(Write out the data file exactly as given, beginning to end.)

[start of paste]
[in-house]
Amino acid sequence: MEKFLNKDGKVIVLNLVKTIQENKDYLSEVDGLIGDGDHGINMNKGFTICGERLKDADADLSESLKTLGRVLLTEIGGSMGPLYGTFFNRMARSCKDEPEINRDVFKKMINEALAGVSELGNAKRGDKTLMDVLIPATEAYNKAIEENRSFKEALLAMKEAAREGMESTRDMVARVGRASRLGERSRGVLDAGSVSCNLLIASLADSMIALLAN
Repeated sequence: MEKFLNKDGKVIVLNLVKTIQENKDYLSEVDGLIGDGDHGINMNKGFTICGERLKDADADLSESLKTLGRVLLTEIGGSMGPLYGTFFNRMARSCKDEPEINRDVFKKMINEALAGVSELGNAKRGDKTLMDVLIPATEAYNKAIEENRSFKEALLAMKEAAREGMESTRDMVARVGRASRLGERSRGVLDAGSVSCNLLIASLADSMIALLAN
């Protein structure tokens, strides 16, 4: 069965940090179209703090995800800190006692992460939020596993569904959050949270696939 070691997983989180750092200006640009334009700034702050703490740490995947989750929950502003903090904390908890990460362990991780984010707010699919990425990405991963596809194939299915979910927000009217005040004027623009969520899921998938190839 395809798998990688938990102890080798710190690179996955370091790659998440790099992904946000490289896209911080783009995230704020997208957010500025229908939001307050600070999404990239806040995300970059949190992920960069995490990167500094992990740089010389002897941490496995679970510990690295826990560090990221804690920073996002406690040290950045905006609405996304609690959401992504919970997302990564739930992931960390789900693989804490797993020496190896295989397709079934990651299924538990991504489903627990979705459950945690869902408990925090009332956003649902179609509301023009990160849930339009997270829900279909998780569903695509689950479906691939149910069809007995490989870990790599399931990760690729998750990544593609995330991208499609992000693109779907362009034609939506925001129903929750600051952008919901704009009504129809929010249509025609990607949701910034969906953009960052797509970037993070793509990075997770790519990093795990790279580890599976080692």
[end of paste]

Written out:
[in-house]
Amino acid sequence: MEKFLNKDGKVIVLNLVKTIQENKDYLSEVDGLIGDGDHGINMNKGFTICGERLKDADADLSESLKTLGRVLLTEIGGSMGPLYGTFFNRMARSCKDEPEINRDVFKKMINEALAGVSELGNAKRGDKTLMDVLIPATEAYNKAIEENRSFKEALLAMKEAAREGMESTRDMVARVGRASRLGERSRGVLDAGSVSCNLLIASLADSMIALLAN
Repeated sequence: MEKFLNKDGKVIVLNLVKTIQENKDYLSEVDGLIGDGDHGINMNKGFTICGERLKDADADLSESLKTLGRVLLTEIGGSMGPLYGTFFNRMARSCKDEPEINRDVFKKMINEALAGVSELGNAKRGDKTLMDVLIPATEAYNKAIEENRSFKEALLAMKEAAREGMESTRDMVARVGRASRLGERSRGVLDAGSVSCNLLIASLADSMIALLAN
């Protein structure tokens, strides 16, 4: 069965940090179209703090995800800190006692992460939020596993569904959050949270696939 070691997983989180750092200006640009334009700034702050703490740490995947989750929950502003903090904390908890990460362990991780984010707010699919990425990405991963596809194939299915979910927000009217005040004027623009969520899921998938190839 395809798998990688938990102890080798710190690179996955370091790659998440790099992904946000490289896209911080783009995230704020997208957010500025229908939001307050600070999404990239806040995300970059949190992920960069995490990167500094992990740089010389002897941490496995679970510990690295826990560090990221804690920073996002406690040290950045905006609405996304609690959401992504919970997302990564739930992931960390789900693989804490797993020496190896295989397709079934990651299924538990991504489903627990979705459950945690869902408990925090009332956003649902179609509301023009990160849930339009997270829900279909998780569903695509689950479906691939149910069809007995490989870990790599399931990760690729998750990544593609995330991208499609992000693109779907362009034609939506925001129903929750600051952008919901704009009504129809929010249509025609990607949701910034969906953009960052797509970037993070793509990075997770790519990093795990790279580890599976080692």